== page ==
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David F. Winkler

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David F. Winkler, a resident of Alexandria, Virginia, is the Historian and Director of Programs and Development with the Naval Historical Foundation in Washington, D.C. A specialist on the Cold War, he has published several historical context studies for the Department of Defense that examine the U.S. military infrastructure and has contributed articles to leading naval magazines and journals. He holds a Bachelor’s Degree in Political Science from Penn State, a Master’s Degree in International Affairs from Washington University, and a Ph.D. in History from American University. A surface warfare officer and Naval War College graduate, Winkler served on active duty for ten years and is currently a Commander in the Naval Reserve.

 

David F. Winkler is the author of Amirs, Admirals, and Desert Sailors: Bahrain, the U.S. Navy, and the Arabian Gulf and Cold War at Sea: High-Seas Confrontation Between the United States and the Soviet Union.

 

According to the book description of Amirs, Admirals, and Desert Sailors: Bahrain, the U.S. Navy, and the Arabian Gulf, “Host to the U.S. Navy for nearly six decades, Bahrain has been a steadfast American ally in the turbulent Middle East. Its unique relationship with the United States evolved through a series of friendships between Bahrain s ruling Al Khalifa royal family and top U.S. Navy flag officers assigned to the fleet in the Gulf. Over the years it has become a strategic partnership critical to global security.

 

As naval historian David F. Winkler examines these developing relationships, he offers a fascinating overview of Bahraini history, the entry of American humanitarian and economic interests, the establishment of an American naval presence in the Cold War, the Arab-Israeli conflicts, and the downfall of the Iranian shah, among other subjects. The author tells the story from both Bahraini and American perspectives.

 

Given U.S. commitment to the region and its concurrent objectives of combating the global war on terrorism and establishing democracy, this book provides an important historical context for those interested in a crucial facet of American foreign relations. While many works describe the history of U.S. diplomatic and military involvement in the Gulf, this is the first to cover in depth the history of the U.S. Navy in Bahrain.”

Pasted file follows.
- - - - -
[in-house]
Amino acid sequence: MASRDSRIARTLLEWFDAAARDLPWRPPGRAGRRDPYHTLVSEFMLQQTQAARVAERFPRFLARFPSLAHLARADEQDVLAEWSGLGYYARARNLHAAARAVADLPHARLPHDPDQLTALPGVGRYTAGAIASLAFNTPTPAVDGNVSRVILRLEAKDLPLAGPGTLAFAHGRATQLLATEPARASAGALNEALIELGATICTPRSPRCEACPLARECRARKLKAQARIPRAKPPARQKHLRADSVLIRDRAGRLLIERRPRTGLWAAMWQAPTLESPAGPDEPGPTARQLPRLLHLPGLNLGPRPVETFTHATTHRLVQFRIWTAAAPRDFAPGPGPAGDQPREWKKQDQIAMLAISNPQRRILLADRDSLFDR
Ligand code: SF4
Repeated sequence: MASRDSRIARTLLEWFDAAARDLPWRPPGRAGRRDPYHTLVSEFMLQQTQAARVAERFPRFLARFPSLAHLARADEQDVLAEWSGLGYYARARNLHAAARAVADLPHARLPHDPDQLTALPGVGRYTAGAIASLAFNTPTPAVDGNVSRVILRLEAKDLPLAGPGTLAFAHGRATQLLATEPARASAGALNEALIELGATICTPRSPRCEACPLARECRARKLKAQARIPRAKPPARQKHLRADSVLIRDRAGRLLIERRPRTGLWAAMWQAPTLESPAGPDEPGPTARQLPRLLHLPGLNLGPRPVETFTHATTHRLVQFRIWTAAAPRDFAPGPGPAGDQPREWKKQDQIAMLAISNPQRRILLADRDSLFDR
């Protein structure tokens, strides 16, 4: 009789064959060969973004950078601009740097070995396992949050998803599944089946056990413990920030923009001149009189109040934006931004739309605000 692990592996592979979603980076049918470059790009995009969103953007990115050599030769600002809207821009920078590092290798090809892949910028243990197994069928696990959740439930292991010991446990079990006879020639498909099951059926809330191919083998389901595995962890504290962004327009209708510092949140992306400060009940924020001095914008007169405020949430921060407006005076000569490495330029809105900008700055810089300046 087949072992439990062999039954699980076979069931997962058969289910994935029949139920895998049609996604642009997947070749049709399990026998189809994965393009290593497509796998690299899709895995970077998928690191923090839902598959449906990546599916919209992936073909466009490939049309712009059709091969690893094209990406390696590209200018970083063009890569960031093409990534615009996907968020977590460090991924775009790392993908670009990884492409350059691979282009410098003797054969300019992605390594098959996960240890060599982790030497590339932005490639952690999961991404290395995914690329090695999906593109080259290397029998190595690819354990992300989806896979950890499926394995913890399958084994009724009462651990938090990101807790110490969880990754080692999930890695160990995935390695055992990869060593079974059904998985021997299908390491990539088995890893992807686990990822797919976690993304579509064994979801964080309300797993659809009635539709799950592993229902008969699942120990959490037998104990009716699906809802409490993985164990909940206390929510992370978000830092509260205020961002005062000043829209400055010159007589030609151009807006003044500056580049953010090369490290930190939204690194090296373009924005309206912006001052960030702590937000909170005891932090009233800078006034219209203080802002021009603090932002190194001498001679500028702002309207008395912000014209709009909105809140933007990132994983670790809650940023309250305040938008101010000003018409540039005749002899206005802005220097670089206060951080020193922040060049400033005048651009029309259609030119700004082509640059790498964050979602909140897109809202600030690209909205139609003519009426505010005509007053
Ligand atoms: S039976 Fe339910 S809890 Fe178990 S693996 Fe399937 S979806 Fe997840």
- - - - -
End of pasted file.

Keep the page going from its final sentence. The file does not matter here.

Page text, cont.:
Cold War at Sea: High-Seas Confrontation Between the United States and the Soviet Union
David F. Winkler  More Info

Amirs, Admirals, and Desert Sailors: Bahrain, the U.S. Navy, and the Arabian Gulf
David F. Winkler  More Info

According to the book description of Cold War at Sea: High-Seas Confrontation Between the United States and the Soviet Union, “Free to patrol the skies and surface of the high seas under international law, U.S. and Soviet naval and air forces made daily direct contact during the Cold War. Often confrontational and occasionally violent, air-to-air contacts alone killed over one hundred Soviet and American aviators during the Truman and Eisenhower years. Diplomacy to curtail the hostility produced mixed results. In the 1960s the Soviet Navy challenged worldwide U.S. naval dominance, and collisions and charges of harassment became common.

 

In 1972 the two nations signed an Incidents at Sea Agreement (INCSEA) that established navy-to-navy channels to resolve issues. This agreement is the focus of David Winkler's study. He argues that in contrast to conventional diplomatic channels, Soviet and American naval officers, sharing bonds inherent in seamen, could put ideology aside and speak frankly. Working together, they limited incidents that could have had unfortunate consequences. Drawing on previously unavailable State Department files and recently declassified papers held at the Naval Historical Center as well as discussions with former top naval officials, diplomats, and others, Winkler details U.S.-Soviet incidents at sea, analyzes the changes in U.S. policy and naval strategy, and evaluates the effects of various events on U.S.-Soviet maritime relations, helping readers to fully appreciate the agreement's significance in establishing a direct military-to-military contact and as a venue to discuss other issues during the 1970s and 1980s.”

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